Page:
Consider with me this landscape that has now prevailed for more than a century: political leaders, religious clerics, intellectuals, journalists, religious thinkers, artists, and different schools of thought relentlessly mock the West and downplay its civilizational superiority without offering an alternative. Instead, their own views always lead to infighting and wars between them, or to justifications for endless wars and battles. What is strange is this seeming consensus to disparage the West and its civilizational achievement has never bolstered what they call the “united [Arab-Islamic] front,” but rather has always led to fissures and disintegration. Ironically, it always increases the pretexts for war and strife between these factions, which still never tire of their superior attitude. The more they mock the West, the more their disputes and divisions escalate. How strange is it that the more they mock, the more the mockers have cause to fight one another! What does this mean? Before you answer, consider these three points: first, in most countries, the Arab Spring (which cannot be said to have ended) has turned into a gelid and deadly Arab Autumn or even Winter. This outcome has seemed to many an occasion to revisit conspiratorial thinking about plots to divide the region – as if the Middle East were a dish of chocolate or fruit just waiting to be divvied up from the outside. Was Muammar Gaddafi part of the conspiracy to divide Libya? Is Bashar al-Assad a part of the current conspiracy to divide Syria? Are Ali Abdullah Saleh and Abdullah al-Houthi part of a conspiracy to divide Yemen? You will not find an answer to this among conspiracy theorists. Not because there is not an answer, but because like those who mock, they are preoccupied with pinning the conspiracy on the West. The conspiracy is comforting and it relieves them from the difficulties of analysis, painful self-reflection and accepting responsibility.

The second point is that the people most committed to and loudest in their mockery, disparagement and resistance to the West are the most politically backwards, the most sectarian, and the most brutal against Arabs and Muslims – and in particular, toward the people that they themselves belong to and govern. Leave ISIS aside for the moment, since that is a self-evident example. There is an example older than ISIS that is similar to it and which paved the way for its emergence, an example that combined these qualities of mockery of the West, sectarianism and brutality: the Syrian regime itself. Since 1963, the feature that has most distinguished this regime has been combining brutality with mockery of the West, while claiming to resist the West. It is no surprise then that Syria’s current president led Syria to the most vicious civil war in its history. After the death of 300,000 people, and the displacement of more than half of the Syrian population, Bashar al-Assad has the gall to claim that he is fighting terrorism. In the same context, you find Hezbollah – which is the loudest proponent of “resistance” – to be the most drenched in the blood of Arabs and Muslims in Lebanon, Syria and Iraq, while it is trying to do the same in Bahrain and Yemen as well. Who is trying to divide Syria in this case? Russia? The Americans? The EU? Saudi Arabia, Qatar and Turkey? Or is it Iran and its Shiite militias? Or the leadership of the Syrian regime itself and its foreign and domestic allies?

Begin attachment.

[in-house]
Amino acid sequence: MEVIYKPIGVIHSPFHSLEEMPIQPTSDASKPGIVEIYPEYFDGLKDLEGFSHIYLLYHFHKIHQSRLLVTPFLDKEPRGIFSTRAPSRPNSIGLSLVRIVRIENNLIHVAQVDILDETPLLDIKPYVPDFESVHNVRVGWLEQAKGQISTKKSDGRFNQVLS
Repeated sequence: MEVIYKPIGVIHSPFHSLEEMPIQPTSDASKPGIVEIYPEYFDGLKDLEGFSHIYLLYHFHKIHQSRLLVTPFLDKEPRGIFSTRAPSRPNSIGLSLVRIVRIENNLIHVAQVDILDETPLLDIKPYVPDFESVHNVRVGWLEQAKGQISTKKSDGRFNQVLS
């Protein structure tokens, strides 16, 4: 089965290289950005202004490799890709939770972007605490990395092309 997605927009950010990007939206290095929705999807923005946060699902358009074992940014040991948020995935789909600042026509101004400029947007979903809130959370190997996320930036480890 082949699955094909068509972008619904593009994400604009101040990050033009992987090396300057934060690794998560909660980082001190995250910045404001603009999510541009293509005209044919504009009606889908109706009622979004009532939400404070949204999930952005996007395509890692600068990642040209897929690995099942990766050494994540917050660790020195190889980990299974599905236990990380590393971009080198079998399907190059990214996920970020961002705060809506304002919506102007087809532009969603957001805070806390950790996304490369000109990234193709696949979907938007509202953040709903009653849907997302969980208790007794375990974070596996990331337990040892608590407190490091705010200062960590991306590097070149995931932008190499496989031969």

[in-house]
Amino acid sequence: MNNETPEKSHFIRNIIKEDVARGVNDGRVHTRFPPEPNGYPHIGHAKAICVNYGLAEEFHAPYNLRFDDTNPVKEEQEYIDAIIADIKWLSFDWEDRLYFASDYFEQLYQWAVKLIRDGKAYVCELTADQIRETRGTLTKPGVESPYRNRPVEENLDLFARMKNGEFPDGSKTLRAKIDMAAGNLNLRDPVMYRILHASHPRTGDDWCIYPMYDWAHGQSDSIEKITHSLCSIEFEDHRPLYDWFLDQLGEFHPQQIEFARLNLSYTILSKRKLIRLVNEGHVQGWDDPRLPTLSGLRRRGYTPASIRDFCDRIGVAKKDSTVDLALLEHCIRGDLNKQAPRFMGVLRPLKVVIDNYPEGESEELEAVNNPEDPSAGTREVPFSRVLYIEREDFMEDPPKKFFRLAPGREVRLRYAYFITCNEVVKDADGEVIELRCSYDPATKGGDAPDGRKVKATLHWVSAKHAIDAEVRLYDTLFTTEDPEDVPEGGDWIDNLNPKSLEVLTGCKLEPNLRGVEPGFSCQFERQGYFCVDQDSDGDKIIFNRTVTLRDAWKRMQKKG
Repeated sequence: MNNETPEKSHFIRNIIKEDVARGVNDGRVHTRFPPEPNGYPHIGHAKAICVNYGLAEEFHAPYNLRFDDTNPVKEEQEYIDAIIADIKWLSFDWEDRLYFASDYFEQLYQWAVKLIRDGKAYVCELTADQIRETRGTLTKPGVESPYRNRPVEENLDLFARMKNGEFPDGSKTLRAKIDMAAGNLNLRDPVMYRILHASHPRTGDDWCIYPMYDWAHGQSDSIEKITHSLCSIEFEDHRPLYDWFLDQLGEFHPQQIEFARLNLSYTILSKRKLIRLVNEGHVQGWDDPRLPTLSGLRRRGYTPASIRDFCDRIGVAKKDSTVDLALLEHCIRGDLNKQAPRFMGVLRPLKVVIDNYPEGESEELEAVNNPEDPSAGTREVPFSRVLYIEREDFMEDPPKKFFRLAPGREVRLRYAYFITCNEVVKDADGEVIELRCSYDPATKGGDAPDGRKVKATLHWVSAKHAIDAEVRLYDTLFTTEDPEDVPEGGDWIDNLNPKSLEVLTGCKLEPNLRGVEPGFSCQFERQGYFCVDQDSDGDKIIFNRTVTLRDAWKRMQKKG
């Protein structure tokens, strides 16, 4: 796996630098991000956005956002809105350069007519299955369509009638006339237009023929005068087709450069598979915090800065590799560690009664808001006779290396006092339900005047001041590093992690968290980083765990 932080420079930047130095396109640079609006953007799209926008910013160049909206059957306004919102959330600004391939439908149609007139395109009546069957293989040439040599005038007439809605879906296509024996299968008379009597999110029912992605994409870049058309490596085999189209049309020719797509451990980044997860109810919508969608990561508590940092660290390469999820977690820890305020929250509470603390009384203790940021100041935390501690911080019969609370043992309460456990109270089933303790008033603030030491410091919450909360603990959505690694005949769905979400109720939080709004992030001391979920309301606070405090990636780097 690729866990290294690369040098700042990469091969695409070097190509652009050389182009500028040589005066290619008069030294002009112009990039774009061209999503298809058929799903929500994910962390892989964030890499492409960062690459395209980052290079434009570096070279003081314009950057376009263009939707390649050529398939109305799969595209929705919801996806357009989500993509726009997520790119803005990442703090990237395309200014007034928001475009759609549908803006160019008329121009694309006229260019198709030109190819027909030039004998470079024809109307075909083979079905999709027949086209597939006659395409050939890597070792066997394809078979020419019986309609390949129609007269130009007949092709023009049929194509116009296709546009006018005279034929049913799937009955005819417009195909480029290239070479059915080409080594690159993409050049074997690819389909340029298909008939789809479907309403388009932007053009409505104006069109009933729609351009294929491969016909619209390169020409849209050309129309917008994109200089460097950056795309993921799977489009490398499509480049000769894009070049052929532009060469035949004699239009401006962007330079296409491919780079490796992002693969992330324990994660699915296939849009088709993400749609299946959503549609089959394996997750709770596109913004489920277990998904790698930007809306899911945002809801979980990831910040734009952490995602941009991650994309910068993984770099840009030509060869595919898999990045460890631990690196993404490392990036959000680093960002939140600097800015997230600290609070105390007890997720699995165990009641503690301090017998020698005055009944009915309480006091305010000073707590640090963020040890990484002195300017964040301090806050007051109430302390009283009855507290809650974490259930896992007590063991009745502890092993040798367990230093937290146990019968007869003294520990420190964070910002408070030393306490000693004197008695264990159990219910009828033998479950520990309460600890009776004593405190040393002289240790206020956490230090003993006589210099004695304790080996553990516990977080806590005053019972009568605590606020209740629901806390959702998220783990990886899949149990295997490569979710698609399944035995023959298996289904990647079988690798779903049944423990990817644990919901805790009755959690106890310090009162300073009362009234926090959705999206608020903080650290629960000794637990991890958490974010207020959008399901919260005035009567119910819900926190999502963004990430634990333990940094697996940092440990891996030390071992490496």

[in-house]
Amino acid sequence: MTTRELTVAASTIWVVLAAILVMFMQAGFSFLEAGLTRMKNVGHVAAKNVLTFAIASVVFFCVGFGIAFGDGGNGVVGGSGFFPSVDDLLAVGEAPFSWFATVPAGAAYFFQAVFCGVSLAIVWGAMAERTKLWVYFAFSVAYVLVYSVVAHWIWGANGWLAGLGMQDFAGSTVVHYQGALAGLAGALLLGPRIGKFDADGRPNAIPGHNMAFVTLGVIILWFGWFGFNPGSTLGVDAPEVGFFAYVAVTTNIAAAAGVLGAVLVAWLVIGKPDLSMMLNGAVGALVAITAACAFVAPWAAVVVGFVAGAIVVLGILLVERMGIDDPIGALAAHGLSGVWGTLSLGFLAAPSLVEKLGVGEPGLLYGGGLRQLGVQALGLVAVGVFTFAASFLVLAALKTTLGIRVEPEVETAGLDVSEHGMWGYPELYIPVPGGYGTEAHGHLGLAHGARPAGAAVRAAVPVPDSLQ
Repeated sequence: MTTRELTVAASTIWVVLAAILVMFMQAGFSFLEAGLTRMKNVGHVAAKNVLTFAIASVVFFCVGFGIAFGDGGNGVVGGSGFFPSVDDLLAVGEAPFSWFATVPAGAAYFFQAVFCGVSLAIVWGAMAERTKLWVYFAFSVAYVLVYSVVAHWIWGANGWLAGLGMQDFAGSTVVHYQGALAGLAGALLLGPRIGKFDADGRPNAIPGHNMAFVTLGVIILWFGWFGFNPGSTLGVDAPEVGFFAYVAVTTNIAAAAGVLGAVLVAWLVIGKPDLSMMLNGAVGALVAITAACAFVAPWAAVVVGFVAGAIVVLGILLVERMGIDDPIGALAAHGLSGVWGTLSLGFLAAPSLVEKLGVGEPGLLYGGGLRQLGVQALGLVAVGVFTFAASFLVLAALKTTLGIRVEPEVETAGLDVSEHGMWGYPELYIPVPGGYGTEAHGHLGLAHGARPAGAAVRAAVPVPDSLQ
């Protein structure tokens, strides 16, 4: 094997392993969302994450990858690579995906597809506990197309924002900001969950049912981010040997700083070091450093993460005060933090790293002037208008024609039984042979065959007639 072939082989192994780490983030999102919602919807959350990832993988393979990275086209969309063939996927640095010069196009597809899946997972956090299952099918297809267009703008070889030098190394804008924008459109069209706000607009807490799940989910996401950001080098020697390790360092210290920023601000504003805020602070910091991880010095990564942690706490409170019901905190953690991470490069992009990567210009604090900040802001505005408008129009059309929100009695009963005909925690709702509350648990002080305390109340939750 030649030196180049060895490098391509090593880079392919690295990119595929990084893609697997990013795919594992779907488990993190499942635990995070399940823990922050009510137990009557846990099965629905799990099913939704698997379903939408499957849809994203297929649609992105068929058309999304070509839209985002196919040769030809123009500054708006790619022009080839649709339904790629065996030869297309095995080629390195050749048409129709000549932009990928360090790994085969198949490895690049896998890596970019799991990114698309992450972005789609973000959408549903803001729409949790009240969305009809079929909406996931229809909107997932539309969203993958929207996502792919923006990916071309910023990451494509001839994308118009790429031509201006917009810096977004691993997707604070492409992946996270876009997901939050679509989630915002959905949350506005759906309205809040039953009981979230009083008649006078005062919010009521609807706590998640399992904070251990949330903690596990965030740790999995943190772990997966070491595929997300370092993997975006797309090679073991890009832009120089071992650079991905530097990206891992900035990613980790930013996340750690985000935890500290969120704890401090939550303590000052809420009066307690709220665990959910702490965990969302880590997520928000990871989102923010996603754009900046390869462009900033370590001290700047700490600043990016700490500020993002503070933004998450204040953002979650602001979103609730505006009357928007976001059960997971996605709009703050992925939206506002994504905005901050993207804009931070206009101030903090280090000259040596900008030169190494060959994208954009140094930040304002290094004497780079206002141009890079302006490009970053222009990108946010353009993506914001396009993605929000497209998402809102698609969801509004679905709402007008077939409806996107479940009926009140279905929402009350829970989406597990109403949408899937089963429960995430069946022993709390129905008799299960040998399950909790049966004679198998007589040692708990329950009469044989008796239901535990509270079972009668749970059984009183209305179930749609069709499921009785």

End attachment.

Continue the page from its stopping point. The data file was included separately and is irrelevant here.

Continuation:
The third point is that the vast majority of Arab migrants who are fleeing Arab civil wars do not go to other Arab countries or to Iran. Could you imagine Syrian refugees going to Iran, especially when most of them are Sunni, not Shiite? In the same way, could you imagine Shiite refugees from Iraq or Alawites from Syria going to Jordan or Saudi Arabia? When some refugees went to Jordan and Lebanon, it was a textbook example of a hostile reception, bad housing and lack of services, alongside a loss of dignity and rights. This is despite the fact that the Arabs talk most of “dignity,” rather than rights, and despite the fact that the “Party of Resistance” – whose supporters found a generous welcome in Syria in 2006 – dominates Lebanon. Do you see the irony (according to the logic of Arab-Islamic mockery of the West) in the fact that Syrian refugees in Turkey, Europe and the US are much better off?

These points clearly show that mockery of the West and disparagement of its superiority are a flight from reality and a shameful self-justification and excuse for an inability to succeed. It is an excuse for bigotry, religious obscurantism and sectarianism – and first and foremost, for authoritarianism. Over time, this mockery and disparagement has turned into a political and ideological mechanism for reproducing an outworn and obsolete culture that props up authoritarianism and incubates authoritarianism’s fellow henchman: sectarianism. What is unclear is how this mockery of the West and disparagement of its superiority turned into a civilizational complex that over time has become an insurmountable obstacle for the Arab themselves. In next week’s article, I will try to answer that question.